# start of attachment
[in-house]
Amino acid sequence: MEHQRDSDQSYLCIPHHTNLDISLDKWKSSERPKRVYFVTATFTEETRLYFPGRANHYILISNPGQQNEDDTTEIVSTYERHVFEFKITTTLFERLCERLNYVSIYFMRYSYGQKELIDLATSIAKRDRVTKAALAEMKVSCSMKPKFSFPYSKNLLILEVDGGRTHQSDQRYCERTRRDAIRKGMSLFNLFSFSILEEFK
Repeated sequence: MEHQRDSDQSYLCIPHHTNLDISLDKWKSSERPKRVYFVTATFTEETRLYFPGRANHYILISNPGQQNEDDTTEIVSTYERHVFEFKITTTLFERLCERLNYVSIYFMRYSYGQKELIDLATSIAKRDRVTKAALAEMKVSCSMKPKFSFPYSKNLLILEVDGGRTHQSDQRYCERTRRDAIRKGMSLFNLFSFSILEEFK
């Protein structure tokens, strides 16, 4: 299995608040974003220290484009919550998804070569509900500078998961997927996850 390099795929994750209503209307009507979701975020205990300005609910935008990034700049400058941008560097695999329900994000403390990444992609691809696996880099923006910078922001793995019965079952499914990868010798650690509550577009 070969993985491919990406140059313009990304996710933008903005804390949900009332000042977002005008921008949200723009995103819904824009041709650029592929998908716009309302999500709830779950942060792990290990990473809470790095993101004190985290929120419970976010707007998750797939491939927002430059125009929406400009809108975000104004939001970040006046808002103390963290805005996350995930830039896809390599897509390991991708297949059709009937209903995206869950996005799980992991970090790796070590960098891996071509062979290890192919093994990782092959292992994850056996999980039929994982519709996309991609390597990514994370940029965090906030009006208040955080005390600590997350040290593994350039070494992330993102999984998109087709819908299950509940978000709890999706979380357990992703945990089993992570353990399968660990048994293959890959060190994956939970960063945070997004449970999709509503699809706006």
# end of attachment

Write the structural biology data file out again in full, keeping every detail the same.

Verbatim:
[in-house]
Amino acid sequence: MEHQRDSDQSYLCIPHHTNLDISLDKWKSSERPKRVYFVTATFTEETRLYFPGRANHYILISNPGQQNEDDTTEIVSTYERHVFEFKITTTLFERLCERLNYVSIYFMRYSYGQKELIDLATSIAKRDRVTKAALAEMKVSCSMKPKFSFPYSKNLLILEVDGGRTHQSDQRYCERTRRDAIRKGMSLFNLFSFSILEEFK
Repeated sequence: MEHQRDSDQSYLCIPHHTNLDISLDKWKSSERPKRVYFVTATFTEETRLYFPGRANHYILISNPGQQNEDDTTEIVSTYERHVFEFKITTTLFERLCERLNYVSIYFMRYSYGQKELIDLATSIAKRDRVTKAALAEMKVSCSMKPKFSFPYSKNLLILEVDGGRTHQSDQRYCERTRRDAIRKGMSLFNLFSFSILEEFK
């Protein structure tokens, strides 16, 4: 299995608040974003220290484009919550998804070569509900500078998961997927996850 390099795929994750209503209307009507979701975020205990300005609910935008990034700049400058941008560097695999329900994000403390990444992609691809696996880099923006910078922001793995019965079952499914990868010798650690509550577009 070969993985491919990406140059313009990304996710933008903005804390949900009332000042977002005008921008949200723009995103819904824009041709650029592929998908716009309302999500709830779950942060792990290990990473809470790095993101004190985290929120419970976010707007998750797939491939927002430059125009929406400009809108975000104004939001970040006046808002103390963290805005996350995930830039896809390599897509390991991708297949059709009937209903995206869950996005799980992991970090790796070590960098891996071509062979290890192919093994990782092959292992994850056996999980039929994982519709996309991609390597990514994370940029965090906030009006208040955080005390600590997350040290593994350039070494992330993102999984998109087709819908299950509940978000709890999706979380357990992703945990089993992570353990399968660990048994293959890959060190994956939970960063945070997004449970999709509503699809706006």